The 100 Percent Woman

Trish sent us a link to this story last night. I think that time we were talking about a myriad of topics like the Paperman video, Spirited Away, and LOVE (oh, how I love my strange friends). I just read the story completely a few minutes ago. And now I’m speechless.

Read on, little sparrows.

On Meeting My 100 Percent Woman One Fine April Morning
by MURAKAMI Haruki
translated by Kevin Flanagan and Tamotsu Omi

One fine April morning, I passed my 100 percent woman on a Harajuku back street.

She wasn’t an especially pretty woman. It wasn’t that she was wearing fine clothes, either. In the back, her hair still showed how she’d slept on it; and her age must already have been close to thirty. Nonetheless, even from fifty meters away, I knew it: she is the 100 percent woman for me. From the moment her figure caught my eye, my chest shook wildly; my mouth was parched dry as a desert.

Maybe you have a type of woman that you like. For example, you think, women with slender ankles are good; or, all in all, it’s women with big eyes; or it’s definitely women with pretty fingers; or, I don’t understand it, but I’m attracted to women who take a lot of time to eat a meal-something like that. Of course, I have that kind of preference. I’ve even been distracted, eating at a restaurant, by the shape of a woman’s nose at the next table.

But no one can “typify” the 100 percent woman at all.

I absolutely cannot even remember what her nose looked like-not even whether she had a nose or not, only that she wasn’t especially beautiful. How bizarre!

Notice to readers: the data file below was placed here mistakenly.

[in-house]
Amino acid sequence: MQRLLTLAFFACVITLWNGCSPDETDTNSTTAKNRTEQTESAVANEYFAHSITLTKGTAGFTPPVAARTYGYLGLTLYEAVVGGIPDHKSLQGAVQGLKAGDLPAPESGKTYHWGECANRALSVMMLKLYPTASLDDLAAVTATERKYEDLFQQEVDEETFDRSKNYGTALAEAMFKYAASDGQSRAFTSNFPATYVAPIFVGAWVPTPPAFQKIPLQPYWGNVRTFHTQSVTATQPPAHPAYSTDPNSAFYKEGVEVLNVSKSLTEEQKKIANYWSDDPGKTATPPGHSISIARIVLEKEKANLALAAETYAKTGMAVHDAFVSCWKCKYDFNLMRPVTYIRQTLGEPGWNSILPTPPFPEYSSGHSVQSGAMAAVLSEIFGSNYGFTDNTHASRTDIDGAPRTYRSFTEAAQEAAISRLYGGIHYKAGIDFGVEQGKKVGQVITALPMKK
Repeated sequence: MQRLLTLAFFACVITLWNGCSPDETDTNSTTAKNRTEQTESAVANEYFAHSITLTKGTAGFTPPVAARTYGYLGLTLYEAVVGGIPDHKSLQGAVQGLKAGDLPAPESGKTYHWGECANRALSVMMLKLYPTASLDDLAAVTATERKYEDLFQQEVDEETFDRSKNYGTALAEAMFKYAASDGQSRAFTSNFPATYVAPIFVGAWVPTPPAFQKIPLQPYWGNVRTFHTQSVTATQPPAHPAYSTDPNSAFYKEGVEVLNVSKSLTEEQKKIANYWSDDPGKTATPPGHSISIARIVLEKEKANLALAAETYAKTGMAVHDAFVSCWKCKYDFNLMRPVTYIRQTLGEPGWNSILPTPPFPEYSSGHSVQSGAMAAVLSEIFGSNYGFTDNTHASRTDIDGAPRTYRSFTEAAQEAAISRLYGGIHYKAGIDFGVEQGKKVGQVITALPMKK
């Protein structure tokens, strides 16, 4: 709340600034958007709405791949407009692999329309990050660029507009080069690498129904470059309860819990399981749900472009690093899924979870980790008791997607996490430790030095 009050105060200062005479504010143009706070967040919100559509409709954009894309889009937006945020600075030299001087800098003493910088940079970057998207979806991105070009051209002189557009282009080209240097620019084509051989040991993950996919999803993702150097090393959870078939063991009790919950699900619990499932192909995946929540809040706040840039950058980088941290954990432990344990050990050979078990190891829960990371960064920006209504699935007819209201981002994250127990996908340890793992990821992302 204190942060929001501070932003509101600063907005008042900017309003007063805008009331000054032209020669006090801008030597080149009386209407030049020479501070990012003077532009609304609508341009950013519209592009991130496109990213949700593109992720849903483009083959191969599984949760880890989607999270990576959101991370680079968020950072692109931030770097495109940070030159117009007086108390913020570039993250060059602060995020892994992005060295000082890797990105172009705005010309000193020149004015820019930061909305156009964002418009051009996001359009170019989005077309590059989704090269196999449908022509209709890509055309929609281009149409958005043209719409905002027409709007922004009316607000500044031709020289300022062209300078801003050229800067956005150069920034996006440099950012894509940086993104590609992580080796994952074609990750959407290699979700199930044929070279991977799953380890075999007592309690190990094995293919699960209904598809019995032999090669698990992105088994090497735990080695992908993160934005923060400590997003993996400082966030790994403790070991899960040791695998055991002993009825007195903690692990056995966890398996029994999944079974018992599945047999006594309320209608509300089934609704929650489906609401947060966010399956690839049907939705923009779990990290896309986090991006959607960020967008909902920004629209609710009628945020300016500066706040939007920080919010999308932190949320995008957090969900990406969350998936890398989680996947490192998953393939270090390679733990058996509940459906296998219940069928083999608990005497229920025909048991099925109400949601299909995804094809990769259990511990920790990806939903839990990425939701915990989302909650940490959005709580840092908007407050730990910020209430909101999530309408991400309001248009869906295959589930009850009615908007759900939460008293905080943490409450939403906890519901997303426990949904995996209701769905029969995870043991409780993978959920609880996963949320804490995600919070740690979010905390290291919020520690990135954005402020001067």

I tell someone, “Yesterday I passed my one hundred percent woman on the street.”

“Hmm,” he replies, “was she a beauty?”

“No, it wasn’t that.”

“Oh, she was the type you like?”

“That I don’t remember. What shape her eyes were or whether her breasts were big or small, I don’t remember anything at all about that.”

“That’s strange, isn’t it?”

“Really strange.”

“So,” he said, sounding bored, “did you do anything, speak to her, follow her, huh?”

“I didn’t do anything,” I said. “Only just passed her.”

She was walking from east to west and I was heading west to east. It was a very happy April morning. I think I would have liked to have a talk with her, even thirty minutes would have been fine. I would have liked to hear about her life; I would have liked to open up about mine. And, more than anything, I think I’d like to clear up the facts about the kind of fate that led us to pass on a Harajuku back street one fine morning in April 1981. No doubt there’s some kind of tender secret in there, just like the ones in the souls of old-time machines.